On Thursday, President Trump signaled his desire for tariffs on steel and aluminum, tweeting out that America’s domestic industries were being outflanked by foreign production:

This is untrue. And this is bad policy.

1. The American Steel Industry Is Doing Well. In 2016, the steel industry boomed thanks to dramatically increased car sales; Nucor, the nation’s leading steel manufacturer, did $16 billion in sales that year. And last year, it’s net earnings increased 65%. The average salary at the company is $80,000; most job loss has occurred thanks to technological advances, not thanks to foreign trade. Nucor’s stock price in 2000 was around $12; today it’s $65. US Steel boomed in 2017; in Q4 of 2016, net earnings were $47 million, but by Q4 of 2017, net earnings were $136 million. Steel Dynamics showed an operating income of $1.1 billion. American production of raw steel has been more or less steady since approximately 1980.

As CATO Institute trade lawyer Scott Lincicome points out, U.S. producers control 70% of the steel market, U.S. steel production rose 5% last year, there are already 160 duties on steel imports, China ranks 11th in steel importation into the United States, we have no defense need for tariffs to preserve the steel industry.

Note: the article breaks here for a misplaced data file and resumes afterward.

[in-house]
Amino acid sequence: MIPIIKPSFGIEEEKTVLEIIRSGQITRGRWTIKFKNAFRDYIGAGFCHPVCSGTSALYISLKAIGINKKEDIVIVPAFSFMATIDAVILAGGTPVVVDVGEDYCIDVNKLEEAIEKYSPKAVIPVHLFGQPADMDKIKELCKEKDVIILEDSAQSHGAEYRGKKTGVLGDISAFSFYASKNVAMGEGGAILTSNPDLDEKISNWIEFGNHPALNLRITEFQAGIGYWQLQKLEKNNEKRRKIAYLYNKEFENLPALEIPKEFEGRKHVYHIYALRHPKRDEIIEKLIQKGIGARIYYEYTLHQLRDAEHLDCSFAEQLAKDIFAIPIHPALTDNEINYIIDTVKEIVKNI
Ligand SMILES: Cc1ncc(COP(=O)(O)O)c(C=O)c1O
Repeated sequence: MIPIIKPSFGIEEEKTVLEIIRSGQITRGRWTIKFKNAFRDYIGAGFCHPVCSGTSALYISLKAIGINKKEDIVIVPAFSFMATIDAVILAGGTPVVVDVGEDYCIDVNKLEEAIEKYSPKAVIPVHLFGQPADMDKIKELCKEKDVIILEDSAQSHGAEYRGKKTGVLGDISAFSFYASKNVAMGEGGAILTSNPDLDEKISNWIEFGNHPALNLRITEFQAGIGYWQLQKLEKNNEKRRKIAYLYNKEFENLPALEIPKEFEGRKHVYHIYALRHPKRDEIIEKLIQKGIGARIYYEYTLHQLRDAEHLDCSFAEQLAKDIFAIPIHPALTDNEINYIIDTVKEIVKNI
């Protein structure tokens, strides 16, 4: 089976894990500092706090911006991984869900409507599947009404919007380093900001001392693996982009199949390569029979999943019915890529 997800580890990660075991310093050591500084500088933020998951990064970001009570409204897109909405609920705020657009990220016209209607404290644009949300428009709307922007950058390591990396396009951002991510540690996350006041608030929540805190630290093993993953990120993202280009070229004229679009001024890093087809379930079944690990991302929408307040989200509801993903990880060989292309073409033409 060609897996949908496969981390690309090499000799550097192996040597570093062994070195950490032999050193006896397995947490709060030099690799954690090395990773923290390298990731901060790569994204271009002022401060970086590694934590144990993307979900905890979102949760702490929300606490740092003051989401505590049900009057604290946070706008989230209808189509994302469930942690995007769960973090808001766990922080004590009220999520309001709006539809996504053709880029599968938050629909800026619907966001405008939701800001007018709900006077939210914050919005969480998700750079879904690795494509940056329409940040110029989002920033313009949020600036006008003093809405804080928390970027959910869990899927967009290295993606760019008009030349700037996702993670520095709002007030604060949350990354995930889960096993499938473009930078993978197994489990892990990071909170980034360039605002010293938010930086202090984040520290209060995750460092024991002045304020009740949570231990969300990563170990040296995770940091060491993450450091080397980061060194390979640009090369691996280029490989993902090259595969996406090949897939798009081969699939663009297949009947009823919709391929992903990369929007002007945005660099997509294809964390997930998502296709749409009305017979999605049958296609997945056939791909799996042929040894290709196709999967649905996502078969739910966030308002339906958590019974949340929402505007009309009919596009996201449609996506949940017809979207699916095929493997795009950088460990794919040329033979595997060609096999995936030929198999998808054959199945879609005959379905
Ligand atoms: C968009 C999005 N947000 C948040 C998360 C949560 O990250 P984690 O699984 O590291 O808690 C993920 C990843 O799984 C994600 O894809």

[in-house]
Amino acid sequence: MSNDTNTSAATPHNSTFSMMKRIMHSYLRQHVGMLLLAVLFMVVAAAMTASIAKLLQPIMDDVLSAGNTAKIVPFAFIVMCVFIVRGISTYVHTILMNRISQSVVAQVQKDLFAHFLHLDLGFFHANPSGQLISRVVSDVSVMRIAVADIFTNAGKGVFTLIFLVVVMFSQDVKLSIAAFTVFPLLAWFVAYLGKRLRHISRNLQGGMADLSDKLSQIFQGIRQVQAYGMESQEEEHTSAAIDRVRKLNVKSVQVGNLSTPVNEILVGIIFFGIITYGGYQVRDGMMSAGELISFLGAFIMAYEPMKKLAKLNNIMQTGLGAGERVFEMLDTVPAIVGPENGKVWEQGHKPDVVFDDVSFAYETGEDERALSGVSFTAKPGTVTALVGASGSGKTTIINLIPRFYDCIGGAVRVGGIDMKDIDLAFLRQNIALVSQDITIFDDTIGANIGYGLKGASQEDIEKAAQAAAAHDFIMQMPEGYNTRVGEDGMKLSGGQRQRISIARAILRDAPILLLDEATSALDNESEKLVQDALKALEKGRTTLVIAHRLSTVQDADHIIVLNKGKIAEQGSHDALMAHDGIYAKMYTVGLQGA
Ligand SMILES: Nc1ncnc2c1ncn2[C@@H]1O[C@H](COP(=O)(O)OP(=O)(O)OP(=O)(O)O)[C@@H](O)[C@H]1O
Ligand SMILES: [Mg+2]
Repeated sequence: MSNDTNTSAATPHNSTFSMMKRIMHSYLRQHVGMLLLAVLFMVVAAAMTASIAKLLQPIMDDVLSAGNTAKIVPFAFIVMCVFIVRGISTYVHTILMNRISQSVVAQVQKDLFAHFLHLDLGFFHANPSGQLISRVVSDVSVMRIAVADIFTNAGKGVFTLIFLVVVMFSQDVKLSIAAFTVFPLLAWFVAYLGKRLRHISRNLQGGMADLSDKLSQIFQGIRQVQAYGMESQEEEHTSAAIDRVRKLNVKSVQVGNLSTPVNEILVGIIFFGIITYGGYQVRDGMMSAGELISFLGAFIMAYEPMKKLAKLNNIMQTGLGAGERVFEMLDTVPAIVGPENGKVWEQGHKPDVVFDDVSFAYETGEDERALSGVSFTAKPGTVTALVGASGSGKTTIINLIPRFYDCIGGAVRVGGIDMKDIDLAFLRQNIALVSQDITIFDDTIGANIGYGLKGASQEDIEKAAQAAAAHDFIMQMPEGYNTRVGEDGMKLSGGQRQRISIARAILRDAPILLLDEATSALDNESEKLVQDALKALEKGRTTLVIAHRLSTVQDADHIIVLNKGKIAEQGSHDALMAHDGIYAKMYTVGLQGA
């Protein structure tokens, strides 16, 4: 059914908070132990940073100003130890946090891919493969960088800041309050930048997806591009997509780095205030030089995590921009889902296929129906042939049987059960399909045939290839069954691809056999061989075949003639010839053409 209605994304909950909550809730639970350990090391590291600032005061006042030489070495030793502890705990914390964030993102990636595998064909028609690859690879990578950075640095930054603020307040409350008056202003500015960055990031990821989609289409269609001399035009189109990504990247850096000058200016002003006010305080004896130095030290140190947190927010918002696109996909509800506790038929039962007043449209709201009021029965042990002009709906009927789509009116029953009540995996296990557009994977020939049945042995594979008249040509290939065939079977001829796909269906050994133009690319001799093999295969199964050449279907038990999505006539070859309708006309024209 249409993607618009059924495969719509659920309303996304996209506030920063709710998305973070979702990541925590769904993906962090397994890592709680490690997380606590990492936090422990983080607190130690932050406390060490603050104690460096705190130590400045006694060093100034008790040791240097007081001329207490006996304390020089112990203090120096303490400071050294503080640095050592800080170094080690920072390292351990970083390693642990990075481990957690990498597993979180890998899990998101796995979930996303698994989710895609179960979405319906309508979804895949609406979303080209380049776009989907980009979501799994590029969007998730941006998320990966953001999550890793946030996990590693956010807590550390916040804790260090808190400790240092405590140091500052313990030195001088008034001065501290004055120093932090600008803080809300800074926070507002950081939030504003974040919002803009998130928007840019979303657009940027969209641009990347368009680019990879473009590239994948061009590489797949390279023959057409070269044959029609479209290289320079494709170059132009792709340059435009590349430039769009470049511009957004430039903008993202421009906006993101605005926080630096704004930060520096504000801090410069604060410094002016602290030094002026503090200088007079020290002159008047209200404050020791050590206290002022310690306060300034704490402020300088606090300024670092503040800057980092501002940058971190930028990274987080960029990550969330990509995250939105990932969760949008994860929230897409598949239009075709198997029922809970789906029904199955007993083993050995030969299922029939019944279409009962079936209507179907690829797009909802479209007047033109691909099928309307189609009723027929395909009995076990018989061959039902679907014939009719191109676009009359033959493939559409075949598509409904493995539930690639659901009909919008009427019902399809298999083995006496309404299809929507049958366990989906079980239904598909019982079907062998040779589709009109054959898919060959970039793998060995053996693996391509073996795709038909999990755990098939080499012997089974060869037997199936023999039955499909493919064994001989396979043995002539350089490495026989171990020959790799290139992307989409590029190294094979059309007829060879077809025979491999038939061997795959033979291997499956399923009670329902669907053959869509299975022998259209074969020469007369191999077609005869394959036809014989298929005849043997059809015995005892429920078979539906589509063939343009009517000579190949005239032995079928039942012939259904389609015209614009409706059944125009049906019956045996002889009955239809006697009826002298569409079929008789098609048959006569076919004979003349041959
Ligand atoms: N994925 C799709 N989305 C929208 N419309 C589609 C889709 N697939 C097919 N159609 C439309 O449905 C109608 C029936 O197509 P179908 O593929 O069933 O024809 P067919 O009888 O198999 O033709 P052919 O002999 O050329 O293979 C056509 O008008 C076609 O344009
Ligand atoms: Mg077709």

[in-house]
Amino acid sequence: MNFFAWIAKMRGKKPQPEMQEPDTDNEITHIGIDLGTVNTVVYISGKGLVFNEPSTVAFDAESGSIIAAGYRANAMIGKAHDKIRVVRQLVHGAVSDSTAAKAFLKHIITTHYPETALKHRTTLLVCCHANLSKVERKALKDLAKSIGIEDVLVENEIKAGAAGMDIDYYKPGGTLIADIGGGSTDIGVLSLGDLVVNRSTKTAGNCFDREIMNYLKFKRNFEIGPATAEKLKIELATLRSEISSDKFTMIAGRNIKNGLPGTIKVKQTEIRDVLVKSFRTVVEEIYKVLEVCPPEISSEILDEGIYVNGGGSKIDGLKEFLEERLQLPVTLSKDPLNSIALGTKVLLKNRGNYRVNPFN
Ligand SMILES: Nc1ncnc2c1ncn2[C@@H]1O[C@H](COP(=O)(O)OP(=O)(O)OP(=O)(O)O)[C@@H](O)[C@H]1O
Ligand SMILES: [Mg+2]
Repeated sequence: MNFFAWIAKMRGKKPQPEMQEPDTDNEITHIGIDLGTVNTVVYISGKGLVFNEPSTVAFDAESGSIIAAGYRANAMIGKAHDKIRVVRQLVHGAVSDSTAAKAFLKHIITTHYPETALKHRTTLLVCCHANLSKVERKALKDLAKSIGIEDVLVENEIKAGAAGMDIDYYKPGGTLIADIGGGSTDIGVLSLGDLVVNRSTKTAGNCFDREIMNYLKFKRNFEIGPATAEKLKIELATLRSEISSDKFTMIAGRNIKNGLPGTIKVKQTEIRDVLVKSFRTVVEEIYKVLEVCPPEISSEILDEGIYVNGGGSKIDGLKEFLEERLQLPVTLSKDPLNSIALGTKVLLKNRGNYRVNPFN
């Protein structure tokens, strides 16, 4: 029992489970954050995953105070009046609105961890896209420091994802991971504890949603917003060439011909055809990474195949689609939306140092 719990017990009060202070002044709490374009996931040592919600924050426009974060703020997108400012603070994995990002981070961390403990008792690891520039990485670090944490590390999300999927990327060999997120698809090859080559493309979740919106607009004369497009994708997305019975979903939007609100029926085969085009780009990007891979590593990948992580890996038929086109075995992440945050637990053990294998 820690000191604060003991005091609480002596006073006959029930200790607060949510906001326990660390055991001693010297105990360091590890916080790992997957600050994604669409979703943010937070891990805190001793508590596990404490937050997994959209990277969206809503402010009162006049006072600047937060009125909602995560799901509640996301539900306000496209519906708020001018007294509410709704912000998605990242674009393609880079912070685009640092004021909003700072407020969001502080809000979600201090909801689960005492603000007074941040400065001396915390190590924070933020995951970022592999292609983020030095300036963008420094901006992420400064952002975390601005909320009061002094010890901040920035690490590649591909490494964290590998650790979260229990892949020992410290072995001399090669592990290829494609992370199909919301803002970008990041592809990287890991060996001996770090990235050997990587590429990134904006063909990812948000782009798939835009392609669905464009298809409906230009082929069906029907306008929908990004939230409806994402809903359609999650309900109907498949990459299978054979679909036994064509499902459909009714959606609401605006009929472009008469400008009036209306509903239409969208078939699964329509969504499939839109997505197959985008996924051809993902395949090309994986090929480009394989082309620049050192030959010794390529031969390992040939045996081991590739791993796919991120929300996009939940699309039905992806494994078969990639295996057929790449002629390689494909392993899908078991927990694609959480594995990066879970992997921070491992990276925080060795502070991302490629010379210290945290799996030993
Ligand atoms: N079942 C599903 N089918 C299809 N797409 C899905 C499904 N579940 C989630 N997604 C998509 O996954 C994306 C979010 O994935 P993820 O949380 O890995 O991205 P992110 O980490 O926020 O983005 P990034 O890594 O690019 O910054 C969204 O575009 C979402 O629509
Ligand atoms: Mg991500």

2. Tariffs Cost Jobs In Other Industries. Most importantly, employees of steel-consuming companies in the United States outnumber employees of the steel industry 45:1, meaning that as prices rise, so do the costs for the businesses that employ those people.

Meanwhile, the market is reacting to news of Trump’s trade talk with a spike in aluminum premiums — and companies like Anheiser Busch are reacting. Their CFO stated today, “About 2 million jobs depend on America’s beer industry. We urge the department of commerce and U.S. President Trump to consider the impact of trade restriction tariffs.” Beer cans are, of course, made of aluminum.

3. Past Steel Tariffs Have Been Counterproductive. The Bush steel tariffs, which lasted just 21 months, cost an approximated 200,000 jobs; for every steel job created, American consumers paid an additional $200,000-$2.3 million. And past rounds of steel tariffs have not revitalized the steel industry that existed in the 1970s in the United States.

In other words, Trump’s talking nonsense on trade. That’s no shock, since Trump’s philosophy on trade has been completely ignorant for decades. But it could lead to a round of increased tariffs worldwide on American goods in retaliation for our own tariffs — and that’s bad news for Trump’s broader economic agenda, given that the stock market took a serious hit in February, GDP growth in Q4 2017 was revised down to 2.5%, and Q1 looks slower than that. Now is not the time to be putting the brakes on the economy for the sake of subsidies to industries that remind the president of blue collar glory days of yore.